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Prosecutors begin to wrap up case

Jury sees graphic evidence of boy's death, including photos of his body showing exit wounds.

March 17, 2007|By Jason Wells

PASADENA — Prosecutors in the trial of two Echo Park gang members charged in the 2004 shooting death of a 16-year-old Glendale boy began wrapping up their case in Pasadena Superior Court as they called Glendale Police and Los Angeles County investigators to testify Tuesday.

Glendale Police, a ballistics expert and a medical examiner from Los Angeles County were involved in the initial investigation of defendants Carlos Palma, 20, and Julian Martinez, 21.

Palma and Martinez face charges of first-degree murder and attempted murder for the Dec. 30, 2004, drive-by shooting in Glendale that killed 16-year-old Carlos Pinon and seriously injured his friend, Juan Beltran, who was 15 at the time.

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Jurors faced multiple posters, ballistics demonstrations and overhead projections as Deputy District Atty. Martin Bean highlighted key evidence in the investigation of the shooting, which occurred near the corner of Lake Street and Justin Avenue.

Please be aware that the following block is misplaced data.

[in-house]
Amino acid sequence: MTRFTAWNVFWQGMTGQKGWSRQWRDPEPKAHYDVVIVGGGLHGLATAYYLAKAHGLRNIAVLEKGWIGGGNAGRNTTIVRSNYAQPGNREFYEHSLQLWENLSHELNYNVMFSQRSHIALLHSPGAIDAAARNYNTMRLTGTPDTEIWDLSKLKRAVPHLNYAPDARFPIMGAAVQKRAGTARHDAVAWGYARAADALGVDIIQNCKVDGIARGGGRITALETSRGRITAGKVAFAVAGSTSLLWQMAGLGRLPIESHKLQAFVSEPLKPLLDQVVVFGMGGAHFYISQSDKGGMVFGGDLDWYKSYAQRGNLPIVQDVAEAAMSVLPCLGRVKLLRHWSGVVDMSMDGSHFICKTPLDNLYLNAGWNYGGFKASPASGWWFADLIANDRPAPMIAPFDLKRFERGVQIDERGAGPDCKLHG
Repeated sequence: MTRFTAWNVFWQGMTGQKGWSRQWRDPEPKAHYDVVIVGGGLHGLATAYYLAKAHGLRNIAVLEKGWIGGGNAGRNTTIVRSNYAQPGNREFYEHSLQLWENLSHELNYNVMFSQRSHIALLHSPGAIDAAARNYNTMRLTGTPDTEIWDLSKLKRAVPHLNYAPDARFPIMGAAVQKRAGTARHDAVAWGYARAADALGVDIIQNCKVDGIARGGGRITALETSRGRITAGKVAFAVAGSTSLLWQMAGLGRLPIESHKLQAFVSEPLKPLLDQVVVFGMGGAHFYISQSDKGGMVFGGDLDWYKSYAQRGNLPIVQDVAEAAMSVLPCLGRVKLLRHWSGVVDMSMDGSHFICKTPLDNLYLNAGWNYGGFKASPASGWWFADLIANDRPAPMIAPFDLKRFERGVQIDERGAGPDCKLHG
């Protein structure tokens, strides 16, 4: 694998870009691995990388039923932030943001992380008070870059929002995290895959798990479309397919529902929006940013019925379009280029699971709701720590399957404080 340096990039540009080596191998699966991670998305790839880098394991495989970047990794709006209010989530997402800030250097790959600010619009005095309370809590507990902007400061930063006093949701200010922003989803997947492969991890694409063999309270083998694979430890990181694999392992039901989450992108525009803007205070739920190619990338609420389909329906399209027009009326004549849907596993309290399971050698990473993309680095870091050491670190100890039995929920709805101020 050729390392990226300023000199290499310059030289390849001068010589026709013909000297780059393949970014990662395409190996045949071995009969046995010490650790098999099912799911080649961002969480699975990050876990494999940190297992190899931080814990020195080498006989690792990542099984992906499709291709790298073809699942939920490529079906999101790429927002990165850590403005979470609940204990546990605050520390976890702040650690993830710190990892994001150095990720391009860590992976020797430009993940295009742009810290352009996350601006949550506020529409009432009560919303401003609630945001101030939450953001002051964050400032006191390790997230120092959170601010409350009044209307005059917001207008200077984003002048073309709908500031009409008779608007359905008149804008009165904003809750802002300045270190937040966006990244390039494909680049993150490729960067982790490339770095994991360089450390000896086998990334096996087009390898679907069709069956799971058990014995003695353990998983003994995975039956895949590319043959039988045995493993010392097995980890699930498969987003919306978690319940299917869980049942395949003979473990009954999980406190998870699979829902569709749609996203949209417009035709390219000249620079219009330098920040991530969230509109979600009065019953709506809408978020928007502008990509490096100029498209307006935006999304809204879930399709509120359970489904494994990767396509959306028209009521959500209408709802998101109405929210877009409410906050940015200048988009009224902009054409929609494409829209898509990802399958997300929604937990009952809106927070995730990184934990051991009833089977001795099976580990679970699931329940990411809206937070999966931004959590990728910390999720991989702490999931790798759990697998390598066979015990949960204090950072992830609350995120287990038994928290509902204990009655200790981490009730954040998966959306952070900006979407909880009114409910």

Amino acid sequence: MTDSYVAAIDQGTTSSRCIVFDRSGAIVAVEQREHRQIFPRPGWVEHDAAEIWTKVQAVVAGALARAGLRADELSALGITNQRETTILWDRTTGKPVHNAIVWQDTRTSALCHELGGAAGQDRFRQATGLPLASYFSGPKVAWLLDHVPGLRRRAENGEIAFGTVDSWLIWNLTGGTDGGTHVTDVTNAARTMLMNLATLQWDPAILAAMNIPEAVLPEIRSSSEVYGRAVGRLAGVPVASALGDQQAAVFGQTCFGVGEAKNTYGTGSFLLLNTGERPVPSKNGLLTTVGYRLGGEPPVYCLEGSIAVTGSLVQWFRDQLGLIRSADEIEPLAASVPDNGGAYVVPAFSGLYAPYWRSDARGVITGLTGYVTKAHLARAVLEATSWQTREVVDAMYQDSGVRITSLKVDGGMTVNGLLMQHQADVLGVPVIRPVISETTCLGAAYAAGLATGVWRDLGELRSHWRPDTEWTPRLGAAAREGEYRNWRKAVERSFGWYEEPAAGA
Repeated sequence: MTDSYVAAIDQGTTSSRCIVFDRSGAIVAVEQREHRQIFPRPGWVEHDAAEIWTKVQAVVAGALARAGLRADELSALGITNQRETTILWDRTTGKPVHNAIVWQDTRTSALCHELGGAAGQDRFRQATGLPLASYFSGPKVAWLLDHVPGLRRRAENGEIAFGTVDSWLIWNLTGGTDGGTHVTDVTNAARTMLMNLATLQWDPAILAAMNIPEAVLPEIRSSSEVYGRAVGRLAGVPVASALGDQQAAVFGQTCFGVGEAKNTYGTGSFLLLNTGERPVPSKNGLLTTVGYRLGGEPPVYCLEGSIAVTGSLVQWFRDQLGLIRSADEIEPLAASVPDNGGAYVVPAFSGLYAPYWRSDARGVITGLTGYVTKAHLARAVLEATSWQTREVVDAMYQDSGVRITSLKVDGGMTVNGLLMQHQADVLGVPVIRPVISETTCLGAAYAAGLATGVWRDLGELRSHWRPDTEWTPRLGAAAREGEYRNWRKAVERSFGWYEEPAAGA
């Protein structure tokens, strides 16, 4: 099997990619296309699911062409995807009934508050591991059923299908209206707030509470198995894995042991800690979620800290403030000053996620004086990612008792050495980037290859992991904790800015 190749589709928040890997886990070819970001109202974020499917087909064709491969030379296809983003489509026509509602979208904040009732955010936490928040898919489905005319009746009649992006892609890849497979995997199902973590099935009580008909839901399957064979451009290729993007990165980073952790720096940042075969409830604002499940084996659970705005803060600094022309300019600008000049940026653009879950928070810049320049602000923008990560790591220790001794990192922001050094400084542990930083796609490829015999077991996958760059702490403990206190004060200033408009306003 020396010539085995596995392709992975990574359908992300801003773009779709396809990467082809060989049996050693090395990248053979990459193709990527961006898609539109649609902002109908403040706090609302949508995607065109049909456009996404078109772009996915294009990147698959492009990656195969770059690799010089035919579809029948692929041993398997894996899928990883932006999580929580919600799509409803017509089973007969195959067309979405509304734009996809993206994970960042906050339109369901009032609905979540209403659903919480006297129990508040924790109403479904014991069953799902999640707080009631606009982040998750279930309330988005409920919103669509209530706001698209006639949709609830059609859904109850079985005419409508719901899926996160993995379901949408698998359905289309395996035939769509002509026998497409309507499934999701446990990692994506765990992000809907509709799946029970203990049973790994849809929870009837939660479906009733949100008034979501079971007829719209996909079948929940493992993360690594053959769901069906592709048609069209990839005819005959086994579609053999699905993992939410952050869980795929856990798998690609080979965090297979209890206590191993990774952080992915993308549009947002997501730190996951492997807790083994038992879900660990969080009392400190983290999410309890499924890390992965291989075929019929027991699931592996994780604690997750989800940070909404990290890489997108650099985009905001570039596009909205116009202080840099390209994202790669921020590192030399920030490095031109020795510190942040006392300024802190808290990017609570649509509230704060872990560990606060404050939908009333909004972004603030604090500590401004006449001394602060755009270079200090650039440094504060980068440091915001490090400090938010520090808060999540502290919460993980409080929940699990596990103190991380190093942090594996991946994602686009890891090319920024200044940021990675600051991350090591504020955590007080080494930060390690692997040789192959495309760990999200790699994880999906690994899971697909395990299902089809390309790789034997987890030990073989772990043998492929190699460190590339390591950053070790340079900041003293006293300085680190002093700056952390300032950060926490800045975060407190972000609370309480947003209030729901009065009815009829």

Key in the prosecution's contention that Carlos Pinon was running away from the car as shots were fired was testimony from William Sherry, a deputy medical examiner for Los Angeles County. Sherry testified that exit points for both bullet wounds were on the front side of the boy's body.

Jurors sat rigid as Sherry used a stick to point to enlarged photos taken of the clean, dime-sized bullet holes in Pinon's body.

The fatal bullet hit him under his left shoulder blade — piercing his heart and left lung before exiting near the center of his chest, Sherry said. Another bullet hit him in his right ankle.

David Kim, a ballistics expert for the Los Angeles County Sheriff's Department, said all eight bullets or shell casings found at the scene were fired from the same gun.

Glendale Police Lt. Ian Grimes testified that several items found in the rooms of each defendant had logos for an Echo Park gang painted or written on them, while forensic specialist Cynthia Edison confirmed that police found eight shell casings and two projectiles — meaning at least eight shots were fired.

But even as the prosecution tied up loose ends for a case they are expected to conclude on Monday, the defense began laying the groundwork for its arguments.

Defense lawyers seized on testimony by Martinez's fiance and Carlos Palma's mother as they began to chip away at the perception that their defendants either didn't care, or were cognitive that a shooting was about to occur.

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